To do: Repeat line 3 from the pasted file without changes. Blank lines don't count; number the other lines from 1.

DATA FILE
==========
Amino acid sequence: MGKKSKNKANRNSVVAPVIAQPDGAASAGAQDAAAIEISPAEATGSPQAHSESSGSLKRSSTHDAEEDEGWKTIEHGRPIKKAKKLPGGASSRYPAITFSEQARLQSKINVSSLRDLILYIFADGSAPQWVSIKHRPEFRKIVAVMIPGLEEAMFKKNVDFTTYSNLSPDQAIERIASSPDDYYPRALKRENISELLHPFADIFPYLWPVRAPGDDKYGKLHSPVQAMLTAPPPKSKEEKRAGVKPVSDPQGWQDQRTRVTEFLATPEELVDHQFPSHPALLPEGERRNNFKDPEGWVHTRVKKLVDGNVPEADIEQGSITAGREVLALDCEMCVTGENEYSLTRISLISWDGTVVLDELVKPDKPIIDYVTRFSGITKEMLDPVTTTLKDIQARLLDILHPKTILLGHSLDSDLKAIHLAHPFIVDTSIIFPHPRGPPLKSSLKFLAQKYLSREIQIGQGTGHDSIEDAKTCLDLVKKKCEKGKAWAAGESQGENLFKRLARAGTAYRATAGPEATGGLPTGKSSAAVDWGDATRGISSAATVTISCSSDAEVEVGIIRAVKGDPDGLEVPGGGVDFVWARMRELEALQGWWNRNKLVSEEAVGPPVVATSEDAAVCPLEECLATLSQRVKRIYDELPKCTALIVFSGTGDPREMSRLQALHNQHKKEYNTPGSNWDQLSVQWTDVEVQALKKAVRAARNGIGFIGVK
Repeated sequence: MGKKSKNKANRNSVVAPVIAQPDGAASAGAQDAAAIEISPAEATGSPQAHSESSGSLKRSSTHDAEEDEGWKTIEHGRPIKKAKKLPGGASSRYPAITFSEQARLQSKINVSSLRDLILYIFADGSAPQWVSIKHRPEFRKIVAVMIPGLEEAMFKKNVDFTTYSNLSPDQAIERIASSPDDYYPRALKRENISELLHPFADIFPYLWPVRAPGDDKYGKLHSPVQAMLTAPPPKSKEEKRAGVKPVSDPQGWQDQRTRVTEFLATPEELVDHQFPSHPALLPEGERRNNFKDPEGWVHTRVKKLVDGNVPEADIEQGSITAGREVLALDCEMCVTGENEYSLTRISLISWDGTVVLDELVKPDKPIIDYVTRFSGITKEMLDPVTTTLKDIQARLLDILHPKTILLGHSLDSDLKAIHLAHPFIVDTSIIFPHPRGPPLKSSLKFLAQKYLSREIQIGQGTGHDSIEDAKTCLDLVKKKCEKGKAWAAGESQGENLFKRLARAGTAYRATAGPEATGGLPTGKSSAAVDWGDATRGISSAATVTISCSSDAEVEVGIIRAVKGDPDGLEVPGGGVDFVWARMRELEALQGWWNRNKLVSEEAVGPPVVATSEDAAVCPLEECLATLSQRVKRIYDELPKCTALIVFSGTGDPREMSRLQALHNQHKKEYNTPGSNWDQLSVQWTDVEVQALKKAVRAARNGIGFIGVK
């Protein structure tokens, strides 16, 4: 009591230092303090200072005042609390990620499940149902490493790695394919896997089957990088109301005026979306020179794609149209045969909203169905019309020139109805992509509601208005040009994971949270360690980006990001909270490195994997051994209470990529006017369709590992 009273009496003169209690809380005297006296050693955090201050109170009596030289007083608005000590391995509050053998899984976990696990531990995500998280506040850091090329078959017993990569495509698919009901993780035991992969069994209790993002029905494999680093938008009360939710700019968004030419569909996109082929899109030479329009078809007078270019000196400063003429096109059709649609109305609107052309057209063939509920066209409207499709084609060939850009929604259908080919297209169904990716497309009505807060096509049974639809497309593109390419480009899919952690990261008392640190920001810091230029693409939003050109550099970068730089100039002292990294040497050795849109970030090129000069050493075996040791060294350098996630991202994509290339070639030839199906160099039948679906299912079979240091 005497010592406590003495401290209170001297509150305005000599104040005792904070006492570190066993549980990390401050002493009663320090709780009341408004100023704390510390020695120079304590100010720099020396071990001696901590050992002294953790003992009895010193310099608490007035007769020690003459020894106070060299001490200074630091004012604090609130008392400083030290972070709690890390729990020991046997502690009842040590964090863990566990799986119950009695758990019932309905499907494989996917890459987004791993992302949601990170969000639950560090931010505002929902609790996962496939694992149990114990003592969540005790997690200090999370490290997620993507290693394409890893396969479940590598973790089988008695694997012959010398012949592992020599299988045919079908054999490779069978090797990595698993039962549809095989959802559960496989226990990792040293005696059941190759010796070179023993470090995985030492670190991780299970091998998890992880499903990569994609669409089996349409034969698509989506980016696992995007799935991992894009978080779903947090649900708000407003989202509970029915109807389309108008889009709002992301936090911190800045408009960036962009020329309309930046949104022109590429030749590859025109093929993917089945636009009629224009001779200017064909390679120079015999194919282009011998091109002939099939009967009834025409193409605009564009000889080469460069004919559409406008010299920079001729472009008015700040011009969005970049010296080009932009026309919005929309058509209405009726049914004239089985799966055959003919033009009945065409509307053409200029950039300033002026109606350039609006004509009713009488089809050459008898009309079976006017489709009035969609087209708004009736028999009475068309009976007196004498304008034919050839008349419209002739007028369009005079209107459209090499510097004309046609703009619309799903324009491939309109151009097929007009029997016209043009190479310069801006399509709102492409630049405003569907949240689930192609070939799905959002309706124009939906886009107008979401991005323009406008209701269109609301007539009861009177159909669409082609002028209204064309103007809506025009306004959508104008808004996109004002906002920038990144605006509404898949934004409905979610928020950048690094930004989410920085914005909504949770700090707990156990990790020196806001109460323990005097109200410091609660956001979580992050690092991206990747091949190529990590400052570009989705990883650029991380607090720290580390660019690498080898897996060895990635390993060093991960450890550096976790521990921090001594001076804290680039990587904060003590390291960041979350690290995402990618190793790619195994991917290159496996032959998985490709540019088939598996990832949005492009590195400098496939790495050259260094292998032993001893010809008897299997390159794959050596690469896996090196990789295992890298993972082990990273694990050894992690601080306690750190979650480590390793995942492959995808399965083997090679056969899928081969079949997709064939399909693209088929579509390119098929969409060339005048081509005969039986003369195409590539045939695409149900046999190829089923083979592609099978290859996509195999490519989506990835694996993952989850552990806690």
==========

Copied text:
């Protein structure tokens, strides 16, 4: 009591230092303090200072005042609390990620499940149902490493790695394919896997089957990088109301005026979306020179794609149209045969909203169905019309020139109805992509509601208005040009994971949270360690980006990001909270490195994997051994209470990529006017369709590992 009273009496003169209690809380005297006296050693955090201050109170009596030289007083608005000590391995509050053998899984976990696990531990995500998280506040850091090329078959017993990569495509698919009901993780035991992969069994209790993002029905494999680093938008009360939710700019968004030419569909996109082929899109030479329009078809007078270019000196400063003429096109059709649609109305609107052309057209063939509920066209409207499709084609060939850009929604259908080919297209169904990716497309009505807060096509049974639809497309593109390419480009899919952690990261008392640190920001810091230029693409939003050109550099970068730089100039002292990294040497050795849109970030090129000069050493075996040791060294350098996630991202994509290339070639030839199906160099039948679906299912079979240091 005497010592406590003495401290209170001297509150305005000599104040005792904070006492570190066993549980990390401050002493009663320090709780009341408004100023704390510390020695120079304590100010720099020396071990001696901590050992002294953790003992009895010193310099608490007035007769020690003459020894106070060299001490200074630091004012604090609130008392400083030290972070709690890390729990020991046997502690009842040590964090863990566990799986119950009695758990019932309905499907494989996917890459987004791993992302949601990170969000639950560090931010505002929902609790996962496939694992149990114990003592969540005790997690200090999370490290997620993507290693394409890893396969479940590598973790089988008695694997012959010398012949592992020599299988045919079908054999490779069978090797990595698993039962549809095989959802559960496989226990990792040293005696059941190759010796070179023993470090995985030492670190991780299970091998998890992880499903990569994609669409089996349409034969698509989506980016696992995007799935991992894009978080779903947090649900708000407003989202509970029915109807389309108008889009709002992301936090911190800045408009960036962009020329309309930046949104022109590429030749590859025109093929993917089945636009009629224009001779200017064909390679120079015999194919282009011998091109002939099939009967009834025409193409605009564009000889080469460069004919559409406008010299920079001729472009008015700040011009969005970049010296080009932009026309919005929309058509209405009726049914004239089985799966055959003919033009009945065409509307053409200029950039300033002026109606350039609006004509009713009488089809050459008898009309079976006017489709009035969609087209708004009736028999009475068309009976007196004498304008034919050839008349419209002739007028369009005079209107459209090499510097004309046609703009619309799903324009491939309109151009097929007009029997016209043009190479310069801006399509709102492409630049405003569907949240689930192609070939799905959002309706124009939906886009107008979401991005323009406008209701269109609301007539009861009177159909669409082609002028209204064309103007809506025009306004959508104008808004996109004002906002920038990144605006509404898949934004409905979610928020950048690094930004989410920085914005909504949770700090707990156990990790020196806001109460323990005097109200410091609660956001979580992050690092991206990747091949190529990590400052570009989705990883650029991380607090720290580390660019690498080898897996060895990635390993060093991960450890550096976790521990921090001594001076804290680039990587904060003590390291960041979350690290995402990618190793790619195994991917290159496996032959998985490709540019088939598996990832949005492009590195400098496939790495050259260094292998032993001893010809008897299997390159794959050596690469896996090196990789295992890298993972082990990273694990050894992690601080306690750190979650480590390793995942492959995808399965083997090679056969899928081969079949997709064939399909693209088929579509390119098929969409060339005048081509005969039986003369195409590539045939695409149900046999190829089923083979592609099978290859996509195999490519989506990835694996993952989850552990806690």